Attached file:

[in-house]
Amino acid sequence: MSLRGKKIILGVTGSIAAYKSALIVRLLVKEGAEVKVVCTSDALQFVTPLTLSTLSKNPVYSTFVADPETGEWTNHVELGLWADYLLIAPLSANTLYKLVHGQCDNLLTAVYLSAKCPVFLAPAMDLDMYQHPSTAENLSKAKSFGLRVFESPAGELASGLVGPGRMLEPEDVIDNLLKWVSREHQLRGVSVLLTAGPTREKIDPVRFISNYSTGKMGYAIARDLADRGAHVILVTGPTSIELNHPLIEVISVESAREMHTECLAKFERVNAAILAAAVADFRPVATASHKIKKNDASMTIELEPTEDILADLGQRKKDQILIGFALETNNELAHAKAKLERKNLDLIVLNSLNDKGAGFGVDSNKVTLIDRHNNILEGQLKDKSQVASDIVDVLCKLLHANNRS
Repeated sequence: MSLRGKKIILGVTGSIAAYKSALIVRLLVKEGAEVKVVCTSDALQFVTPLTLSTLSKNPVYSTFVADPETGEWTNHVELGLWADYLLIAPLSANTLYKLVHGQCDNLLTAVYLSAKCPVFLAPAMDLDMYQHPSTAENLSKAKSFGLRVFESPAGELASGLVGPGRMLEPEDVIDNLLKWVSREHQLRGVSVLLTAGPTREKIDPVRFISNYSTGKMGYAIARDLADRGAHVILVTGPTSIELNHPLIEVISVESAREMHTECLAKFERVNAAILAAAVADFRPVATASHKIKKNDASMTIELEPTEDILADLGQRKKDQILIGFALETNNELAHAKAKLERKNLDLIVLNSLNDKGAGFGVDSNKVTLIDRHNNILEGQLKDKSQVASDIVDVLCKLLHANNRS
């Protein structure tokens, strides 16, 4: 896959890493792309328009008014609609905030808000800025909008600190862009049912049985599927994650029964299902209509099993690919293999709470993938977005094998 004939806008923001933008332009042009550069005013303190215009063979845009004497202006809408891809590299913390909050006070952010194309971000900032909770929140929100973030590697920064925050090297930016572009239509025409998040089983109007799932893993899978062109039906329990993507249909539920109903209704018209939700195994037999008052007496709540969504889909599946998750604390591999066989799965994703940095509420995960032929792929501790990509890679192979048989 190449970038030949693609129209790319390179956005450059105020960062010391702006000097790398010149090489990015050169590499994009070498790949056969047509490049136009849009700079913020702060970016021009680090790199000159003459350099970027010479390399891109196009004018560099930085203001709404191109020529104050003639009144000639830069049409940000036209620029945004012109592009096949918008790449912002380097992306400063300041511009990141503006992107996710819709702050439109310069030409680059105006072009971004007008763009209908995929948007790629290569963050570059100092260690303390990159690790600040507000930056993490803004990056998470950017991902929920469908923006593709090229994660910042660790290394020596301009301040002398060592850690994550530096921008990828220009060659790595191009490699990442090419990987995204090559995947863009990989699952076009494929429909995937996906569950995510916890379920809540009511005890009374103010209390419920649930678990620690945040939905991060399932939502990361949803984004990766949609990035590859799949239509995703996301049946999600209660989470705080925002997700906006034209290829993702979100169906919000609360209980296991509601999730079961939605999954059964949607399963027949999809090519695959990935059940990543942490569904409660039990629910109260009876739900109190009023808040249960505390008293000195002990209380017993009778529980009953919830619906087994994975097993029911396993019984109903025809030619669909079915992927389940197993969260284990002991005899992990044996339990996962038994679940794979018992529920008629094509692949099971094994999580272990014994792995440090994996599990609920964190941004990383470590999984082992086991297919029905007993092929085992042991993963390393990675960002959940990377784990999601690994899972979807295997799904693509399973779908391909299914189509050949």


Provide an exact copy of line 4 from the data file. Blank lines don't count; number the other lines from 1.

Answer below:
């Protein structure tokens, strides 16, 4: 896959890493792309328009008014609609905030808000800025909008600190862009049912049985599927994650029964299902209509099993690919293999709470993938977005094998 004939806008923001933008332009042009550069005013303190215009063979845009004497202006809408891809590299913390909050006070952010194309971000900032909770929140929100973030590697920064925050090297930016572009239509025409998040089983109007799932893993899978062109039906329990993507249909539920109903209704018209939700195994037999008052007496709540969504889909599946998750604390591999066989799965994703940095509420995960032929792929501790990509890679192979048989 190449970038030949693609129209790319390179956005450059105020960062010391702006000097790398010149090489990015050169590499994009070498790949056969047509490049136009849009700079913020702060970016021009680090790199000159003459350099970027010479390399891109196009004018560099930085203001709404191109020529104050003639009144000639830069049409940000036209620029945004012109592009096949918008790449912002380097992306400063300041511009990141503006992107996710819709702050439109310069030409680059105006072009971004007008763009209908995929948007790629290569963050570059100092260690303390990159690790600040507000930056993490803004990056998470950017991902929920469908923006593709090229994660910042660790290394020596301009301040002398060592850690994550530096921008990828220009060659790595191009490699990442090419990987995204090559995947863009990989699952076009494929429909995937996906569950995510916890379920809540009511005890009374103010209390419920649930678990620690945040939905991060399932939502990361949803984004990766949609990035590859799949239509995703996301049946999600209660989470705080925002997700906006034209290829993702979100169906919000609360209980296991509601999730079961939605999954059964949607399963027949999809090519695959990935059940990543942490569904409660039990629910109260009876739900109190009023808040249960505390008293000195002990209380017993009778529980009953919830619906087994994975097993029911396993019984109903025809030619669909079915992927389940197993969260284990002991005899992990044996339990996962038994679940794979018992529920008629094509692949099971094994999580272990014994792995440090994996599990609920964190941004990383470590999984082992086991297919029905007993092929085992042991993963390393990675960002959940990377784990999601690994899972979807295997799904693509399973779908391909299914189509050949």